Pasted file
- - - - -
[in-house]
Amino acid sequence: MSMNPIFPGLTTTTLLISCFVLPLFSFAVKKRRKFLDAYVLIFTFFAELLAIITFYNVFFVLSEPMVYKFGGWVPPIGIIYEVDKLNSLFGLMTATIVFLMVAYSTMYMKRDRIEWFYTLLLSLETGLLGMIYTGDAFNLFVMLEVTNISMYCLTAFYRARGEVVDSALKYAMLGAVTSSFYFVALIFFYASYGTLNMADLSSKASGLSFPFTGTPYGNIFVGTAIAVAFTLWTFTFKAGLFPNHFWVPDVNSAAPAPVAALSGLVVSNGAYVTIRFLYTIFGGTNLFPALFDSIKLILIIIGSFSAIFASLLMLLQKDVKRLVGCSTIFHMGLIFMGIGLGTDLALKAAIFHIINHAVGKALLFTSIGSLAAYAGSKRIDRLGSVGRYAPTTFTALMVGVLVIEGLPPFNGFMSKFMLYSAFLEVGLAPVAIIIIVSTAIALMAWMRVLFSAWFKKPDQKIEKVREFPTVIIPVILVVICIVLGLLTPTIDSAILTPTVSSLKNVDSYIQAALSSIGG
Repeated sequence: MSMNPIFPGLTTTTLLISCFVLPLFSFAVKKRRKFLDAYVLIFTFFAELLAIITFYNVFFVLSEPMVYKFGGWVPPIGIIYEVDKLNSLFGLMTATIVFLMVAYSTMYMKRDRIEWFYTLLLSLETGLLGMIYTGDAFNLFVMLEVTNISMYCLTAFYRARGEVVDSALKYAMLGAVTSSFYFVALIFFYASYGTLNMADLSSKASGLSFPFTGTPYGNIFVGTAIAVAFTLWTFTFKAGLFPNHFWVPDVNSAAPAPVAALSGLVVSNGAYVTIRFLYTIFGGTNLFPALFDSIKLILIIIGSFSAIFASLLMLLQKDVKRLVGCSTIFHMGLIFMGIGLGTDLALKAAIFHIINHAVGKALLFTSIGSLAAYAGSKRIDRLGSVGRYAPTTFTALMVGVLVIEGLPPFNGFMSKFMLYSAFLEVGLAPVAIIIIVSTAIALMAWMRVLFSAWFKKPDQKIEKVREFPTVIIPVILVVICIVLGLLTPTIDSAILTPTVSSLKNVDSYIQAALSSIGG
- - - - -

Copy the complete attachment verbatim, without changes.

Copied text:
[in-house]
Amino acid sequence: MSMNPIFPGLTTTTLLISCFVLPLFSFAVKKRRKFLDAYVLIFTFFAELLAIITFYNVFFVLSEPMVYKFGGWVPPIGIIYEVDKLNSLFGLMTATIVFLMVAYSTMYMKRDRIEWFYTLLLSLETGLLGMIYTGDAFNLFVMLEVTNISMYCLTAFYRARGEVVDSALKYAMLGAVTSSFYFVALIFFYASYGTLNMADLSSKASGLSFPFTGTPYGNIFVGTAIAVAFTLWTFTFKAGLFPNHFWVPDVNSAAPAPVAALSGLVVSNGAYVTIRFLYTIFGGTNLFPALFDSIKLILIIIGSFSAIFASLLMLLQKDVKRLVGCSTIFHMGLIFMGIGLGTDLALKAAIFHIINHAVGKALLFTSIGSLAAYAGSKRIDRLGSVGRYAPTTFTALMVGVLVIEGLPPFNGFMSKFMLYSAFLEVGLAPVAIIIIVSTAIALMAWMRVLFSAWFKKPDQKIEKVREFPTVIIPVILVVICIVLGLLTPTIDSAILTPTVSSLKNVDSYIQAALSSIGG
Repeated sequence: MSMNPIFPGLTTTTLLISCFVLPLFSFAVKKRRKFLDAYVLIFTFFAELLAIITFYNVFFVLSEPMVYKFGGWVPPIGIIYEVDKLNSLFGLMTATIVFLMVAYSTMYMKRDRIEWFYTLLLSLETGLLGMIYTGDAFNLFVMLEVTNISMYCLTAFYRARGEVVDSALKYAMLGAVTSSFYFVALIFFYASYGTLNMADLSSKASGLSFPFTGTPYGNIFVGTAIAVAFTLWTFTFKAGLFPNHFWVPDVNSAAPAPVAALSGLVVSNGAYVTIRFLYTIFGGTNLFPALFDSIKLILIIIGSFSAIFASLLMLLQKDVKRLVGCSTIFHMGLIFMGIGLGTDLALKAAIFHIINHAVGKALLFTSIGSLAAYAGSKRIDRLGSVGRYAPTTFTALMVGVLVIEGLPPFNGFMSKFMLYSAFLEVGLAPVAIIIIVSTAIALMAWMRVLFSAWFKKPDQKIEKVREFPTVIIPVILVVICIVLGLLTPTIDSAILTPTVSSLKNVDSYIQAALSSIGG